Pole Position is driving young talent to the top: Here’s how
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Pole Position’s Ryan Trutch on how he aims to drive the region’s young talent to the finishing line

Pole Position’s Ryan Trutch on how he aims to drive the region’s young talent to the finishing line

The company is introducing Greenpower in the UAE to promote Science, Technology, Engineering, and Maths (STEM) education

Kudakwashe Muzoriwa
Pole Position’s Ryan Trutch on how he is nurturing young talent

You have been in the industry for four decades. What changes have noticed in the motorsport industry, especially in the region, throughout your career?

Back in 1981, I was a young boy attending the Dubai Grand Prix with my father. We made a habit of attending rallies where the current FIA President, Mohammed Ben Sulayem, often competed and won consistently. Since then, I’ve participated in nearly every motorsport discipline in the UAE. While the region now boasts glamorous racing circuits, progress in facilities has outpaced that of motorsport culture and participation. While I‘ve been instrumental in creating some karting programmes to get schools and children involved in the sport over the past 15 years, we need to do more at the grassroots level to boost participation.

With the new emerging trends in motorsport. How do you see the sport shaping up in the region?

The popularity of Formula 1 has skyrocketed worldwide, prompting the GCC region to see investment in F1 circuits as imperative for boosting tourism. Currently, Oman and Kuwait are the only GCC countries absent from the F1 calendar, but this could change soon. F1 has also influenced youngsters who aspire to join the motorsport industry, although entry barriers exist. However, these barriers will likely diminish over time. Saudi Arabia, which boasts a young demographic, will experience the most significant growth in motorsport participation.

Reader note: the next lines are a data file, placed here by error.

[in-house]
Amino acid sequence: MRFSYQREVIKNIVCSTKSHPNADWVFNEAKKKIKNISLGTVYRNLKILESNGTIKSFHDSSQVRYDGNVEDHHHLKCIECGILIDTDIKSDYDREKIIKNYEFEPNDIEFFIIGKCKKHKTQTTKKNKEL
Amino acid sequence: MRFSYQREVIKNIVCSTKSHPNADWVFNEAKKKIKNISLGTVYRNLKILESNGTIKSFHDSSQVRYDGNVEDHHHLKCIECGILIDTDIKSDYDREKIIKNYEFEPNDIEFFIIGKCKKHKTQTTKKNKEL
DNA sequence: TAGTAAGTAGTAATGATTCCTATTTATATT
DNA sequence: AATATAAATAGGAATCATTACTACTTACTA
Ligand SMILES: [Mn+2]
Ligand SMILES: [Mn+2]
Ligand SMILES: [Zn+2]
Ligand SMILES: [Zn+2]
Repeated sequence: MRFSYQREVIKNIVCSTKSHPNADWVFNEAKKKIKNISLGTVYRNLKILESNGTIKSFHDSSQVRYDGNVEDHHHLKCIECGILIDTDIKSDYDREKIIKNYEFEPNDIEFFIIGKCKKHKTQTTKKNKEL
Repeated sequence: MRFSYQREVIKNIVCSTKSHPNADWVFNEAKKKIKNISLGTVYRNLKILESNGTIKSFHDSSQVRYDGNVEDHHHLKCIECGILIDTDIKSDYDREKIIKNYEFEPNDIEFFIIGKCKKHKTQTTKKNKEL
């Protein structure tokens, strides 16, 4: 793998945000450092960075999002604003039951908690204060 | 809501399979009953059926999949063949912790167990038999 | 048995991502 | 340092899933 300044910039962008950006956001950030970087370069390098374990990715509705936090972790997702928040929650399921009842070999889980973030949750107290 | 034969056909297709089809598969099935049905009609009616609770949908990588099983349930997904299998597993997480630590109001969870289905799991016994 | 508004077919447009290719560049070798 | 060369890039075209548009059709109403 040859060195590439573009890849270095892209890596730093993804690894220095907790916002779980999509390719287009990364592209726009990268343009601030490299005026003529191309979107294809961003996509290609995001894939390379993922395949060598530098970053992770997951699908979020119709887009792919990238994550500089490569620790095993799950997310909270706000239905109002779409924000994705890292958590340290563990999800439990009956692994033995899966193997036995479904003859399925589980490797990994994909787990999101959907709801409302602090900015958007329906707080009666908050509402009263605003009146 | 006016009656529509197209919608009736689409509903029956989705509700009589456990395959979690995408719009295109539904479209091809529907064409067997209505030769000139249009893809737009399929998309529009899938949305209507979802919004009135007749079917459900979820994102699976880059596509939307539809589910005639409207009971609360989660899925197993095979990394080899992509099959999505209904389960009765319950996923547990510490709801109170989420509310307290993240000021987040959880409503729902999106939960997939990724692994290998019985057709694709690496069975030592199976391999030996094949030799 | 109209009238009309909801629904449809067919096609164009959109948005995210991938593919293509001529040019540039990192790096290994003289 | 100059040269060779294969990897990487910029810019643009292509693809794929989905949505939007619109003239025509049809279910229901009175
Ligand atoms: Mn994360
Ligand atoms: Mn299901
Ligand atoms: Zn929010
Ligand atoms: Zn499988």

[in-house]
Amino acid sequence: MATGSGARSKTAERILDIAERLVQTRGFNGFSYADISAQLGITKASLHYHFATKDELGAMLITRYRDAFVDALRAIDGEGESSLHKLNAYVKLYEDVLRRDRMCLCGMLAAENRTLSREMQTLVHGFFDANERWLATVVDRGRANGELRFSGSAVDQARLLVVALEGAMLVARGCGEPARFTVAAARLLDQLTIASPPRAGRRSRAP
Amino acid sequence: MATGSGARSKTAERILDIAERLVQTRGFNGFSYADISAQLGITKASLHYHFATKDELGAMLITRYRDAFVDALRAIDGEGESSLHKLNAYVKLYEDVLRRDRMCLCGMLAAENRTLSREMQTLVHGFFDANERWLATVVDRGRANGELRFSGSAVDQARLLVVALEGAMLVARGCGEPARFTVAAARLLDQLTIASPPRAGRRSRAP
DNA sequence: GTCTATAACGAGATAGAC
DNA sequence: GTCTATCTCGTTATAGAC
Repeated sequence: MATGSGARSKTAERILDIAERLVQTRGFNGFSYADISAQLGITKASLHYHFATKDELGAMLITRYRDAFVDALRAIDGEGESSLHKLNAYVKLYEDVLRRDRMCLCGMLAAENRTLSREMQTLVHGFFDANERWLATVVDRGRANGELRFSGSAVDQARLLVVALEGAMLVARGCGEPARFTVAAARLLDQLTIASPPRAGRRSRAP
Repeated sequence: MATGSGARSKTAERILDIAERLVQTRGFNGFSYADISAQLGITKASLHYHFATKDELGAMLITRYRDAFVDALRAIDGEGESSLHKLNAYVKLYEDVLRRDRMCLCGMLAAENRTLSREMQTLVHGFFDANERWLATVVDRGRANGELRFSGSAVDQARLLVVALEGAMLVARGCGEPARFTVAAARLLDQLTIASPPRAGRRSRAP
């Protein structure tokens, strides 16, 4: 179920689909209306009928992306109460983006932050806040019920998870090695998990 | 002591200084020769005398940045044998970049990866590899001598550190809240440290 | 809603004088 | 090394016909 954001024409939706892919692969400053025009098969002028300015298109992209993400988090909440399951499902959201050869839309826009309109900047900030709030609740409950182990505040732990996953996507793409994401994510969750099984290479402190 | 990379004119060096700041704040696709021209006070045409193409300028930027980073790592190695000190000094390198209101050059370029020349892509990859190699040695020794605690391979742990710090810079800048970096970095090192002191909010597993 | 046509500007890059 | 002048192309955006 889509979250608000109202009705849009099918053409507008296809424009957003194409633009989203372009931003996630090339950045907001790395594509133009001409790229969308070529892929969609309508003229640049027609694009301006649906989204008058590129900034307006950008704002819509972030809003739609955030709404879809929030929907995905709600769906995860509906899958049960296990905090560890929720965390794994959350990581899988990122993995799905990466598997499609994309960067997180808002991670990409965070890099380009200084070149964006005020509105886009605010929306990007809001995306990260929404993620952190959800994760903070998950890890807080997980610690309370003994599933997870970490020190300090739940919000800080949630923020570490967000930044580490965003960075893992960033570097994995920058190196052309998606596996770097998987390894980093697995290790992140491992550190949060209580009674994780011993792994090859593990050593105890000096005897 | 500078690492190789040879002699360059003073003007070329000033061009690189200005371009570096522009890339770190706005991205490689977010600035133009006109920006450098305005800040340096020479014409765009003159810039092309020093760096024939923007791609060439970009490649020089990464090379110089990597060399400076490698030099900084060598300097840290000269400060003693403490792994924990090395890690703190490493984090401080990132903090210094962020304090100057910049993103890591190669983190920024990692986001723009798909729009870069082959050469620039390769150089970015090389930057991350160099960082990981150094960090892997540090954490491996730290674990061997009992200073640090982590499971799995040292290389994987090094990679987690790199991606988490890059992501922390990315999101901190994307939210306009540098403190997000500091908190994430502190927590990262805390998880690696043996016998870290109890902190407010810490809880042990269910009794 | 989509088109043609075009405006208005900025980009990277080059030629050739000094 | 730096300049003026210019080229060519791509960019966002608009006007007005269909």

GCC countries are investing heavily in motorsport. How is this contributing to economic growth in the region?  

The impact of motorsport on economic growth is tremendous. Hosting an F1 race, for instance, stimulates consumer spending and generates new opportunities in the secondary sectors of the economy. This translates to approximately $3-5bn in value for the local economy. The GCC region hosts four F1 races, the Dakar Rally, Extreme E, Formula E, and many other motorsports IPs, resulting in significant economic stimulation across a broad range of supporting sectors, as well as new jobs created.

Read: On the fast track with Saudi Arabia’s first professional female racing driver

Would you please tell us more about the inspiration behind Pole Position?

I’ve owned my own business since 1997, but left it behind to secure a steady job at one of the GCC’s renowned race circuits. I thoroughly enjoyed developing grassroots programmes and introducing children to karting. Witnessing their development and growth in the sport was incredibly fulfilling. I felt disheartened when my ideas to expand motorsport could not be accommodated. So I decided to return to running my business. My passion is to develop our IPs and enhance local participation at grassroots level. I want to foster local talent and produce more Emirati racing drivers who can eventually make it to the top level in motorsport, including Formula 1. But to achieve this, we need kids making an early entry into motorsport.

Pole Position is partnering with local academic institutions to nurture the next generation of motorsport and electric vehicle engineers. Could you please elaborate more about this initiative?